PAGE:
This Bacchic symbolism, with which the decoration of this fender is laden, was a frequently used theme which became established during the Empire. It was used to represent the plentiful riches of the new order and was often employed by the ciseleur de l'empereur, Pierre Phillipe Thomire, in works he produced for Napoleon. These designs often incorporated ancient symbolism, as here with the rhyton-cornucopia-mounts, not only to convey the bounty of the Empire, but as a way of adding legitimacy and implying strength by association with powerful empires of antiquity.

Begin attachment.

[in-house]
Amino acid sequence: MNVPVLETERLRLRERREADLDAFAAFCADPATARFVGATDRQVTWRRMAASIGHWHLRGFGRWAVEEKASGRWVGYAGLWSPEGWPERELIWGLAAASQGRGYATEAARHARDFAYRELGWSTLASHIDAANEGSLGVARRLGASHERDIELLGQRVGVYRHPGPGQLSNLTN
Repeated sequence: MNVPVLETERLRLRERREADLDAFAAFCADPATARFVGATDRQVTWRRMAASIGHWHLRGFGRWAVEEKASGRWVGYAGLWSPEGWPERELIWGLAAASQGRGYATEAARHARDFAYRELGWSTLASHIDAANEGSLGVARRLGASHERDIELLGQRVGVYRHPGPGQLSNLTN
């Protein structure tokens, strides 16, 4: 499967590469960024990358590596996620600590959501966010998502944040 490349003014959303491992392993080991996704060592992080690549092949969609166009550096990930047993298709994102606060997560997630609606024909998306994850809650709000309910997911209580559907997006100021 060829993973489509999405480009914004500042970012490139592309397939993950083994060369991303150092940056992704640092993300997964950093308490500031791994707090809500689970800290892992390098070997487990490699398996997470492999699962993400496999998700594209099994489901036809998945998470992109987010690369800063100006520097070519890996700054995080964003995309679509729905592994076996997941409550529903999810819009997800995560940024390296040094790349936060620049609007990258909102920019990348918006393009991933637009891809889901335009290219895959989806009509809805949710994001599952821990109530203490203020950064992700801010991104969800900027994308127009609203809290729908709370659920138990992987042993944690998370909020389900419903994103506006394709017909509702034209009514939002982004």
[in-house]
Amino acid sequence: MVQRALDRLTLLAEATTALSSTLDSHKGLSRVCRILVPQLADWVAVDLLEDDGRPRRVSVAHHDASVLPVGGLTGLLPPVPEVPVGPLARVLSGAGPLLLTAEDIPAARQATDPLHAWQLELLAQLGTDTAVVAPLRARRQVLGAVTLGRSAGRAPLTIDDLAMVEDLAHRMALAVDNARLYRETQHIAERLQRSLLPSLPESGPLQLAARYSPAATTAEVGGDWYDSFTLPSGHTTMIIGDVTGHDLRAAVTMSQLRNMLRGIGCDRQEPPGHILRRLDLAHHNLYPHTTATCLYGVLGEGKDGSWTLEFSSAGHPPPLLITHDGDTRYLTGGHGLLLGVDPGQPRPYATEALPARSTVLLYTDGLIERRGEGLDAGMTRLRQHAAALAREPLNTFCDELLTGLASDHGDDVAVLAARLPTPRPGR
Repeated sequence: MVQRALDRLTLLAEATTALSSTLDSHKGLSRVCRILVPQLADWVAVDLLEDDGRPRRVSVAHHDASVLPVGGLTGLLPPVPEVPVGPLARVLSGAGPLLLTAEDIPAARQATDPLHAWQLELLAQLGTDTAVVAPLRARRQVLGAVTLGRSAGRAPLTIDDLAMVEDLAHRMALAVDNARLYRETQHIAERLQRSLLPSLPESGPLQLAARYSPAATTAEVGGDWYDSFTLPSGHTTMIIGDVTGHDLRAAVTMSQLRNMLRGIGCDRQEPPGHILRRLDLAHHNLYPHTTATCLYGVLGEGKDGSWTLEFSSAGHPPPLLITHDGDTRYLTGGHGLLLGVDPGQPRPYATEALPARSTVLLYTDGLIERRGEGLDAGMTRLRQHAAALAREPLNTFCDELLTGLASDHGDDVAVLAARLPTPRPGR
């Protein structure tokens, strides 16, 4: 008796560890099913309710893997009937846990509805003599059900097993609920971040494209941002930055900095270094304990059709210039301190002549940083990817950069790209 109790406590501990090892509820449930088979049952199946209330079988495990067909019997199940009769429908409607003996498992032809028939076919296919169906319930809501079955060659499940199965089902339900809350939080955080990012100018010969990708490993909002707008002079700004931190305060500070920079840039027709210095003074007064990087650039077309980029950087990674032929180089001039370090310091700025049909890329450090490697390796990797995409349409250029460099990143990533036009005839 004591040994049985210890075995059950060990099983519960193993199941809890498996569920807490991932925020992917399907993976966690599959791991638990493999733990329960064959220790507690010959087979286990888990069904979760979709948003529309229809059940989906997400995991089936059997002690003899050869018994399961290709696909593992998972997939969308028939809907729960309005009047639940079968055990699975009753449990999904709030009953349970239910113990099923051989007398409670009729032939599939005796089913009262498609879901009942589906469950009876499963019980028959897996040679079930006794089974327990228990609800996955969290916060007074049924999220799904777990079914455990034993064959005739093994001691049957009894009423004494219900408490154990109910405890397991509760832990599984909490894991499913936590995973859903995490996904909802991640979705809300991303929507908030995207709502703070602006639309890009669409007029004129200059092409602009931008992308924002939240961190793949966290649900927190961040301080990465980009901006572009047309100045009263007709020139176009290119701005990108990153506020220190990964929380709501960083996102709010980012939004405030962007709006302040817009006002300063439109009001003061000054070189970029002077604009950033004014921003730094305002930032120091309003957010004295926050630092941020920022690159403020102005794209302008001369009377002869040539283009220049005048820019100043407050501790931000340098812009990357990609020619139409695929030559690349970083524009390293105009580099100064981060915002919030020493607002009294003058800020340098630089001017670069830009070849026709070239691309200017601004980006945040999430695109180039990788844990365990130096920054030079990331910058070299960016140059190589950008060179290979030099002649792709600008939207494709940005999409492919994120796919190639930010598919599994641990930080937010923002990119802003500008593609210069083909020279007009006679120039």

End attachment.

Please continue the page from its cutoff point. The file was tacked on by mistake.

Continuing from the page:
The rhyton, a horn-shaped vessel often decorated with bull’s mask - a sign of fertility - is thought to have existed for four millennia and was probably originally used both for drinking and ceremony. Here it is presented as the horn of plenty or cornucopia, the mouth overflowing with the earth’s fruits, an attribute of Ceres, Roman goddess of agriculture and abundance, further reinforcing the design's theme of bounty. A closely related fender, probably from the same workshop and with near identical rhyton-mounts was sold Sotheby's, New York, 21 May 2004, lot 90.